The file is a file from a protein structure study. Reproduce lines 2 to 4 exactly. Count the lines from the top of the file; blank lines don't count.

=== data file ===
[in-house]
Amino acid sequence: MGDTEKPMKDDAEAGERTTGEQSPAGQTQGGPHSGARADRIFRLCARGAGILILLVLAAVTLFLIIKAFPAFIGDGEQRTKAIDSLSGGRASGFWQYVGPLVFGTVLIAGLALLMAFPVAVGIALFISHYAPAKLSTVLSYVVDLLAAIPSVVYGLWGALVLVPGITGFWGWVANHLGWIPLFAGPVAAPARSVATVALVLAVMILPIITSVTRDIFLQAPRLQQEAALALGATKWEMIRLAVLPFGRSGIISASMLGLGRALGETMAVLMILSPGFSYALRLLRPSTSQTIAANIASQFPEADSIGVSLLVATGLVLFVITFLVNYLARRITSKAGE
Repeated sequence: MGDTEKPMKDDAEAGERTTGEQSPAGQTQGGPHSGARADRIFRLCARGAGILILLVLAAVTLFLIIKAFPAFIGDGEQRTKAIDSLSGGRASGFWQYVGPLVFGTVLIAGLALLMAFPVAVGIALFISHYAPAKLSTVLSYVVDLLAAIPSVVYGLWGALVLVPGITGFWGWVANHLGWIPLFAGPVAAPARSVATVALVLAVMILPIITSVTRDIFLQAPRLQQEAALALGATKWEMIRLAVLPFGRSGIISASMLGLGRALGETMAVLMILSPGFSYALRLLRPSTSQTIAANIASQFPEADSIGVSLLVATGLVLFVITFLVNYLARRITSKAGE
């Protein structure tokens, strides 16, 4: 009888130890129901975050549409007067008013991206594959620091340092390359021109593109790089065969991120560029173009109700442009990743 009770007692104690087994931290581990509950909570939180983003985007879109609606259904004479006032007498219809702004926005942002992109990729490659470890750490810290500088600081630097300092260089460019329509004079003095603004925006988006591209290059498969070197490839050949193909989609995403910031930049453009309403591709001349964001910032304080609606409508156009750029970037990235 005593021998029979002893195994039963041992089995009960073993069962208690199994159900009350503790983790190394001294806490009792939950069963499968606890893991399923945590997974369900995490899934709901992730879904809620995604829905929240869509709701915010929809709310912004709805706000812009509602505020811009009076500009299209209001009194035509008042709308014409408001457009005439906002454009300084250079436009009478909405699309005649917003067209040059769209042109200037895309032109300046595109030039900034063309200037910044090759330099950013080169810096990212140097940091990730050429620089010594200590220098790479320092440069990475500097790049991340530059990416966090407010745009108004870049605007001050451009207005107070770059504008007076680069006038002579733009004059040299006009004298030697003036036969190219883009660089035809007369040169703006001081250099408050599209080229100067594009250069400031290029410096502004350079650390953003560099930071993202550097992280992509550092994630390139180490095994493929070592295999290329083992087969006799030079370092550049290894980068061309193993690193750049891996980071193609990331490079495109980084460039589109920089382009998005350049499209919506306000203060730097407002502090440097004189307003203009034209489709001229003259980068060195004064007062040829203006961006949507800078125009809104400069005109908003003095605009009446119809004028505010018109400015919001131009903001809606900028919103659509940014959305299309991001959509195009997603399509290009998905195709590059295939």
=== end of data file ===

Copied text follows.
Amino acid sequence: MGDTEKPMKDDAEAGERTTGEQSPAGQTQGGPHSGARADRIFRLCARGAGILILLVLAAVTLFLIIKAFPAFIGDGEQRTKAIDSLSGGRASGFWQYVGPLVFGTVLIAGLALLMAFPVAVGIALFISHYAPAKLSTVLSYVVDLLAAIPSVVYGLWGALVLVPGITGFWGWVANHLGWIPLFAGPVAAPARSVATVALVLAVMILPIITSVTRDIFLQAPRLQQEAALALGATKWEMIRLAVLPFGRSGIISASMLGLGRALGETMAVLMILSPGFSYALRLLRPSTSQTIAANIASQFPEADSIGVSLLVATGLVLFVITFLVNYLARRITSKAGE
Repeated sequence: MGDTEKPMKDDAEAGERTTGEQSPAGQTQGGPHSGARADRIFRLCARGAGILILLVLAAVTLFLIIKAFPAFIGDGEQRTKAIDSLSGGRASGFWQYVGPLVFGTVLIAGLALLMAFPVAVGIALFISHYAPAKLSTVLSYVVDLLAAIPSVVYGLWGALVLVPGITGFWGWVANHLGWIPLFAGPVAAPARSVATVALVLAVMILPIITSVTRDIFLQAPRLQQEAALALGATKWEMIRLAVLPFGRSGIISASMLGLGRALGETMAVLMILSPGFSYALRLLRPSTSQTIAANIASQFPEADSIGVSLLVATGLVLFVITFLVNYLARRITSKAGE
């Protein structure tokens, strides 16, 4: 009888130890129901975050549409007067008013991206594959620091340092390359021109593109790089065969991120560029173009109700442009990743 009770007692104690087994931290581990509950909570939180983003985007879109609606259904004479006032007498219809702004926005942002992109990729490659470890750490810290500088600081630097300092260089460019329509004079003095603004925006988006591209290059498969070197490839050949193909989609995403910031930049453009309403591709001349964001910032304080609606409508156009750029970037990235 005593021998029979002893195994039963041992089995009960073993069962208690199994159900009350503790983790190394001294806490009792939950069963499968606890893991399923945590997974369900995490899934709901992730879904809620995604829905929240869509709701915010929809709310912004709805706000812009509602505020811009009076500009299209209001009194035509008042709308014409408001457009005439906002454009300084250079436009009478909405699309005649917003067209040059769209042109200037895309032109300046595109030039900034063309200037910044090759330099950013080169810096990212140097940091990730050429620089010594200590220098790479320092440069990475500097790049991340530059990416966090407010745009108004870049605007001050451009207005107070770059504008007076680069006038002579733009004059040299006009004298030697003036036969190219883009660089035809007369040169703006001081250099408050599209080229100067594009250069400031290029410096502004350079650390953003560099930071993202550097992280992509550092994630390139180490095994493929070592295999290329083992087969006799030079370092550049290894980068061309193993690193750049891996980071193609990331490079495109980084460039589109920089382009998005350049499209919506306000203060730097407002502090440097004189307003203009034209489709001229003259980068060195004064007062040829203006961006949507800078125009809104400069005109908003003095605009009446119809004028505010018109400015919001131009903001809606900028919103659509940014959305299309991001959509195009997603399509290009998905195709590059295939």